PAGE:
A recipe for success: How cooking helped me take control of my life


Greer Vermilye

As a child, my parents never cooked dinner for me. So I took matters into my own hands.

By Samie Travis

Five. Four. Three. Two. One.

I watch as the numbers on the microwave tick down and hear the three loud beeps that have been ingrained in my mind, signaling that my meal is done. I grab my pesto tortellini, which was a block of ice less than five minutes ago, and sit down for yet another meal with Amy.

For the entirety of my elementary and middle school years, Amy — otherwise known as the frozen food company “Amy’s” — was the main chef in my house. Every night, I shuffled a fork through boxed mac and cheese, ravioli or tofu scramble, wondering why my parents didn’t cook the homemade meals that it seemed like most of my friends had every evening.

When I brought up the touchy subject with my parents, they quickly put the issue to rest: they both worked full-time jobs, so they didn’t have the time or energy to cook. Time and time again, I expressed my desire for tastier and healthier meals, only to leave our conversations feeling hopeless.

One night toward the end of eighth grade, as I poked at a particularly flavorless vegetable lasagna at the dinner table, I decided that it was time to learn how to cook the meals I craved. Overcome with a burst of passion, I texted the first chef that came to my mind: my Aunt Michele. Michele had developed a mastery of the culinary arts after she became dissatisfied with my grandma’s cooking in high school. When I was growing up, it didn’t matter what my aunt was making for dinner — I was guaranteed to leave the table satisfied. I knew she would be the perfect mentor.

I texted her that night that I wanted to start cooking, and she invited me to come over two weeks later for my first lesson. It was time to get my hands dirty in the kitchen.

Every Monday evening, I grilled, simmered, diced and rinsed until the movements came naturally to me. My aunt had me follow recipes letter by letter, helping if need be. We started with Italian dishes — a caprese salad as well as penne pasta tossed with chicken and homemade pesto — then ventured into Mexican fare, fajitas topped with sautéed onions, peppers and shrimp. Next, we paid homage to the godly food of the Greek through vegetable and feta cheese orzo in addition to a classic Greek salad, both doused in a homemade vinaigrette.

My aunt and I continued to venture through various cuisines. Each time, we printed out the recipe and placed it into my new white binder labeled “Samie’s Cookbook” that my mom, who appreciated reaping the benefits of my new skill, had thoughtfully given to me.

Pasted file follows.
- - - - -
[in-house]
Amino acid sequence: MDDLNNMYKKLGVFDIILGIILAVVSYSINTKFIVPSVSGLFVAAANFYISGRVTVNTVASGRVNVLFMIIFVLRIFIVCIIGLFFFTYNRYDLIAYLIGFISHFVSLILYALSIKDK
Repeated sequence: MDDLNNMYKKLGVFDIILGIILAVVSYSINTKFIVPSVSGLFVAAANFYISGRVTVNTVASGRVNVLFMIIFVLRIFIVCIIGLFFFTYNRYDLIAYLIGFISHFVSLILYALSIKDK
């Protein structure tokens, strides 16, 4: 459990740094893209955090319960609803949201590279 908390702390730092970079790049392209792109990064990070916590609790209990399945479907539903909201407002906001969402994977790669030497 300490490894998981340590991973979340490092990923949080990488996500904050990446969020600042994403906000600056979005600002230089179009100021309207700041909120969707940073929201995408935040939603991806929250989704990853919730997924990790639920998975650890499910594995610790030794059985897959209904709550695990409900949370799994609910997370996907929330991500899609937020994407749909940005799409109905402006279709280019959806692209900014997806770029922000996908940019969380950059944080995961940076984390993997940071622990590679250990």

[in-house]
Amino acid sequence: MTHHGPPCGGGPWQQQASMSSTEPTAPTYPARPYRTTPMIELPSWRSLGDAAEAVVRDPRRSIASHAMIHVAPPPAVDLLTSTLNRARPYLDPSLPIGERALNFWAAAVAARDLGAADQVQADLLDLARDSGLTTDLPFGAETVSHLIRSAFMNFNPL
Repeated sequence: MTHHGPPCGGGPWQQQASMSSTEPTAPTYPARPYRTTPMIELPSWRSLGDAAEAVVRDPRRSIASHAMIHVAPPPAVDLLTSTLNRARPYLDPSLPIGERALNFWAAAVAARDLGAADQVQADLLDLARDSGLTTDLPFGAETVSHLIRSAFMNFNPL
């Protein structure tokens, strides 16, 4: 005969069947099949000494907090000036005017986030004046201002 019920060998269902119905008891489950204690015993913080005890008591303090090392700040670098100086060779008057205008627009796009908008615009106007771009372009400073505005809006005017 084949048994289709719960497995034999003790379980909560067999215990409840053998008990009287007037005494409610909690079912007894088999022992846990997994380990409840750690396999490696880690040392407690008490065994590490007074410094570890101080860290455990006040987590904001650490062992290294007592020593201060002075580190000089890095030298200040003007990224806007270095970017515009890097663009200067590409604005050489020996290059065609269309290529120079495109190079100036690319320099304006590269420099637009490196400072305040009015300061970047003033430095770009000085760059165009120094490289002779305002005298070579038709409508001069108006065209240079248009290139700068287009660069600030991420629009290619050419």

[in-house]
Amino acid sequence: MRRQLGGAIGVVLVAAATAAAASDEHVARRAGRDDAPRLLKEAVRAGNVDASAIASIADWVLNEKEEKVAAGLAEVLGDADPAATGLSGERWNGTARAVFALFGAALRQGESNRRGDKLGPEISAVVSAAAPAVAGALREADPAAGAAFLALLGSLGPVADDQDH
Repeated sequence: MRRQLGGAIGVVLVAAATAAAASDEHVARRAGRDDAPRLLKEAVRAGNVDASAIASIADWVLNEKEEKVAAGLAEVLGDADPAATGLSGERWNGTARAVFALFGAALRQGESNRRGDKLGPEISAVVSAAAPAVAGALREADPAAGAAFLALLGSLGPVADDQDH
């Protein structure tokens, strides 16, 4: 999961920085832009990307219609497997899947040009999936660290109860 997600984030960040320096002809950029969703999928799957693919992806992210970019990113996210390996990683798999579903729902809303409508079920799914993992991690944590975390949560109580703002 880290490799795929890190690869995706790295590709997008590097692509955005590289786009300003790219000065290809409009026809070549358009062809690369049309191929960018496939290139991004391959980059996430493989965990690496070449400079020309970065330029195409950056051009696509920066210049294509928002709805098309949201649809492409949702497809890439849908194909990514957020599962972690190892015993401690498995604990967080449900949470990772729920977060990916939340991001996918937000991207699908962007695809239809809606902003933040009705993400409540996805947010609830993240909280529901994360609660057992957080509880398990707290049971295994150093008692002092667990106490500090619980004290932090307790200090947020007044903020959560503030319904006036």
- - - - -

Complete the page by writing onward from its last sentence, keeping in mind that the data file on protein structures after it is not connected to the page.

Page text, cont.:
As I gained experience in the kitchen, I changed some of the recipes to fit my tastes, embodying the creativity that I saw on my new favorite cooking competition TV show, “Top Chef.” Padma Lakshmi, Tom Colicchio and Gail Simmons — the show’s judges — taught me the importance of adapting my food until I felt satisfied with the flavors. Having leeway in the kitchen posed a refreshing contrast to the perfectionism I felt tied to in all other areas of my life. The idea that recipes are generally loose and that eyeballing ingredients isn’t a crime helped me promise myself that when I was in the kitchen, I wouldn’t succumb to the unrealistic standards that I worked toward with schoolwork, extracurriculars and my social life.

I began cooking a few dinners per week at my house during the summer after eighth grade, but it wasn’t until the COVID-19 pandemic struck almost a year later that my recipes started to reach my family’s table every night. A recipe and “folklore” by Taylor Swift were all I needed to disconnect from the outside world.

Plus, after I became comfortable with my culinary skills, it wasn’t long before I ventured into a sweeter science — baking. I found ground in treats that aligned with my newfound value of wellness, like pumpkin chocolate chip cookies, blueberry muffins and banana bread. Fostering my creativity through baking gave me confidence as I continued to cook for my family.

I used to feel embarrassed that my friends knew about my frozen dinners, and I refrained from inviting them over for meals. Three years later, I’m eager to share my recipes with those around me.

For most of my life, eating dinner used to be nothing more than a rushed break from homework, but I now take time to enjoy my home-cooked meals. I view dinner as an opportunity to relax and slow down from everyday chaos — and eating meals that I cook myself has allowed me to realize that I can take charge of my wellness, too.

Nowadays, I continue to regularly cook meals for my family. I will have my culinary skills for the rest of my life, so I’m thankful I pressed “start” on my chef experience instead of on the microwave.